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Risk versus reward

Internet banking brought convenience to South African subscribers, but also added risk.

Read time 5min 10sec

Cost-to-income ratio

The cost-to-income ratio is debatably one of the most significant ratios in any bank's annual reports. It indicates how much of every South African rand earned contributes to the bank's running costs, and therefore, how proficient the bank is in creating value for its shareholders.

In their pursuit of an improved ratio, South African banks focus on moderating customer dependence on branches by encouraging the use of cheaper self-service delivery channels such as the Internet, cellphones and ATMs. The banking industry views the digital banking service as a means of reducing operating costs and retaining customers.

Digital banking

The term 'digital banking' in this study refers to the use by customers of the Internet, cellphones and ATMs as banking delivery channels. Online/Internet banking refers specifically to the use of the Internet for banking transactions, while 'cellphone banking' is defined as the employment of mobile phone devices to conduct banking activities.

According to Arthur Goldstuck, the Internet was launched in SA in or around 1996, and was followed by cellphone banking services in 2000. Since then, the subscriber base of digital banking has grown steadily.

Although the uptake of cellphone banking has overtaken Internet banking, the financial transactions of Internet banking have more value. This should be attributed to the fact that Internet banking is usually used by the middle and upper-middle classes. The growth in the adoption of digital banking services in SA has attracted the attention of criminals, who wish to benefit from a booming industry. The study on which this Industry Insight is based showed the level of sophistication of digital banking crime in SA is extraordinary. This study also revealed the majority of digital banking-related crimes affect Internet and ATM banking. This study found there has never been any cellphone banking crime in SA.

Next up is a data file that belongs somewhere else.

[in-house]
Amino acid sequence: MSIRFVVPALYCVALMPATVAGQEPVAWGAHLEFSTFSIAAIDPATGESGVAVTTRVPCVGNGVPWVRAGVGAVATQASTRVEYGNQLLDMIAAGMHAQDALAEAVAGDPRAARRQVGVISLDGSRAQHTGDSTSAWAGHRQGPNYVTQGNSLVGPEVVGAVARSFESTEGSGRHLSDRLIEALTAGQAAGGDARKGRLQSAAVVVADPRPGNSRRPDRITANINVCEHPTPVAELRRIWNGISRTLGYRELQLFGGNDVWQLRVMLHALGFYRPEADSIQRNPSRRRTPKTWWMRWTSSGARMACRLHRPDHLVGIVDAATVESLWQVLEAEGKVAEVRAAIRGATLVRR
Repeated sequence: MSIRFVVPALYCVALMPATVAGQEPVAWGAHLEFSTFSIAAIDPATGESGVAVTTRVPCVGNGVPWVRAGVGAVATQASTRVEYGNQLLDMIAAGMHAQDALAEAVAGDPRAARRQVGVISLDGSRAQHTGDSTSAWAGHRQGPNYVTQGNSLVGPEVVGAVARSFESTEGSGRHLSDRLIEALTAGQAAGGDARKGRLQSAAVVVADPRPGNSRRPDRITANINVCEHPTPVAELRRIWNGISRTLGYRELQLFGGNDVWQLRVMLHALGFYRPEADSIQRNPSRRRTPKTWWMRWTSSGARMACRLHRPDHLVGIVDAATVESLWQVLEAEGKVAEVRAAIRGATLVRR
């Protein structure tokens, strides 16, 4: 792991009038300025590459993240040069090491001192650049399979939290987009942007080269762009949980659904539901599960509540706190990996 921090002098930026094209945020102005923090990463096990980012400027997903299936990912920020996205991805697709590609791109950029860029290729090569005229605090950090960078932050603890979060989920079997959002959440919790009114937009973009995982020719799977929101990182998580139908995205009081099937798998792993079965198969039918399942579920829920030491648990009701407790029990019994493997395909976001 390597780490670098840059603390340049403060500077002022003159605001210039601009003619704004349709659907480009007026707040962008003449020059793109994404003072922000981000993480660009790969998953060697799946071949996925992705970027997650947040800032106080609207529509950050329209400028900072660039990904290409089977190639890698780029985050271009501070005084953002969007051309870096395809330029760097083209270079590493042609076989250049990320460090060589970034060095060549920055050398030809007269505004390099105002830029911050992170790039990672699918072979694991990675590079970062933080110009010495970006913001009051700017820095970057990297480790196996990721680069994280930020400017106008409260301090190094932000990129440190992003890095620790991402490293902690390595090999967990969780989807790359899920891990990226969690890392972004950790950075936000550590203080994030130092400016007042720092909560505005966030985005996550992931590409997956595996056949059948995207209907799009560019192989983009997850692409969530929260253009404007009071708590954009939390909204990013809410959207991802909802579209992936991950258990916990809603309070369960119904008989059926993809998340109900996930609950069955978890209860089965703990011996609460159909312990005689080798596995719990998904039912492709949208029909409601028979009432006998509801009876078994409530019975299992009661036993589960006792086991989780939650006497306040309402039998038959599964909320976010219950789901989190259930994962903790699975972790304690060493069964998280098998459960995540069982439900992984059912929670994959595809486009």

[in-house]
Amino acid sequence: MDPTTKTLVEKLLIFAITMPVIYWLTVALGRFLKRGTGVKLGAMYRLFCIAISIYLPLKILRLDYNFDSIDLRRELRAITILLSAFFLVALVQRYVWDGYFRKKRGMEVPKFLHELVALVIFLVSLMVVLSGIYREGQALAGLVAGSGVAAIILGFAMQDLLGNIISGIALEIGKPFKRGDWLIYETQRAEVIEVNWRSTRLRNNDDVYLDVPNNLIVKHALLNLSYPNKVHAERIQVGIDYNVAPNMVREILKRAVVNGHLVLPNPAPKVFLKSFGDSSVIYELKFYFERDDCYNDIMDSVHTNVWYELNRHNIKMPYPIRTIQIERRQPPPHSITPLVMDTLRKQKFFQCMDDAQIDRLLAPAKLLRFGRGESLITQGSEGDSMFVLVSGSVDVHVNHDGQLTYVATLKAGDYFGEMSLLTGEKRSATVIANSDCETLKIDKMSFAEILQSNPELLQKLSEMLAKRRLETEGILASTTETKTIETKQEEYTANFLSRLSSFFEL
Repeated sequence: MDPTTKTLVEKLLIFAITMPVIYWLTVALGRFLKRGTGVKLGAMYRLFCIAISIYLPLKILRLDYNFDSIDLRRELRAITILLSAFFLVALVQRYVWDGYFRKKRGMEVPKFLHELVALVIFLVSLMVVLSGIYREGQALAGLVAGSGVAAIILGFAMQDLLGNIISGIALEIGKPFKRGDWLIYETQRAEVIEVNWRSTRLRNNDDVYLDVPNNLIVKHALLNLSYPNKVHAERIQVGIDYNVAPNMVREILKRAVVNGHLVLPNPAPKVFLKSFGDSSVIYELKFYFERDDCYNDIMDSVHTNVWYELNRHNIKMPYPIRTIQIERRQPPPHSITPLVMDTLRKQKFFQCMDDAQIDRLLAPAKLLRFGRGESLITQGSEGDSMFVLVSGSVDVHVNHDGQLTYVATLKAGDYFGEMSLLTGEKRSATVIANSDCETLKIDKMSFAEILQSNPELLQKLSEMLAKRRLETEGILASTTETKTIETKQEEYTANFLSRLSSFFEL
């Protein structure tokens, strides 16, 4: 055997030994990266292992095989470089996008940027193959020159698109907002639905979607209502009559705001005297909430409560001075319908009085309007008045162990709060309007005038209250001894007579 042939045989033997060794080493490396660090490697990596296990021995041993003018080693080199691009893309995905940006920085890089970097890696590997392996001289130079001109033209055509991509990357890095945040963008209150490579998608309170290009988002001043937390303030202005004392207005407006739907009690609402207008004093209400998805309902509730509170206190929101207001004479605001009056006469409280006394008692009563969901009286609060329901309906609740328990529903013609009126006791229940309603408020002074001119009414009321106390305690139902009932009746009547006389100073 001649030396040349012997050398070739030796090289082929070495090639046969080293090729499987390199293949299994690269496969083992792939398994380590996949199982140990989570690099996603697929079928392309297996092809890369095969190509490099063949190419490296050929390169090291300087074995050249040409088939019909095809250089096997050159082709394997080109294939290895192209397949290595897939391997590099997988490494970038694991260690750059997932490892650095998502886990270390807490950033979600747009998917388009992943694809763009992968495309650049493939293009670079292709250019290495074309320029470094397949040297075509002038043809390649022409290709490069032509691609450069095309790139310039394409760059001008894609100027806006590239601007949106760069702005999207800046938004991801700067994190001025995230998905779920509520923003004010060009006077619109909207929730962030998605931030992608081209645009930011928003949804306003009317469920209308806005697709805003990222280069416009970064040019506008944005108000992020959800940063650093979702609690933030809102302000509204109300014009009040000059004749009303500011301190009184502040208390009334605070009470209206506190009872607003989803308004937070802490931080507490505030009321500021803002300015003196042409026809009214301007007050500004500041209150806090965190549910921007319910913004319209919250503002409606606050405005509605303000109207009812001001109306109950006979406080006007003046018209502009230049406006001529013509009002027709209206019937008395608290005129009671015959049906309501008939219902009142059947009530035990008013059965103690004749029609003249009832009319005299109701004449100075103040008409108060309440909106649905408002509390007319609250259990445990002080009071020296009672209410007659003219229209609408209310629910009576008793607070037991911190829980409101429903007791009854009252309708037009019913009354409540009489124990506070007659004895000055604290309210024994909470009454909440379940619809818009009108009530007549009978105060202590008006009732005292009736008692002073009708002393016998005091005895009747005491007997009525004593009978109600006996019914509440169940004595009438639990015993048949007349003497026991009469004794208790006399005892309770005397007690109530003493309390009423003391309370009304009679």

Internet banking

The Internet, as a delivery channel in the South African banking industry, has deeply altered the traditional manner in which banking transactions were conducted. Millions of people are able to conduct banking transactions through the Internet instead of going physically to a branch of the bank, as was the norm.

The Internet plays a crucial role in digital banking by adding new value to self-service banking. Internet banking has brought much convenience to South African subscribers. They are now able to pay accounts, book flights, make purchases and transfer cash without leaving the comfort of their homes or offices. In addition, Internet banking customers do not necessarily have to access a networked PC or laptop, as they are able to complete banking transactions through accessing the Internet via their cellphones. It is estimated that by the end of this year, Internet banking in SA would have more than 9 million active customers.

Cellphone banking

According to Goldstuck, cellphone banking was first introduced in SA in August 2002, when a total of 31 426 customers registered for the service. By then, cellphone banking offered limited transactions. In fact, there was only one transaction - balance checking.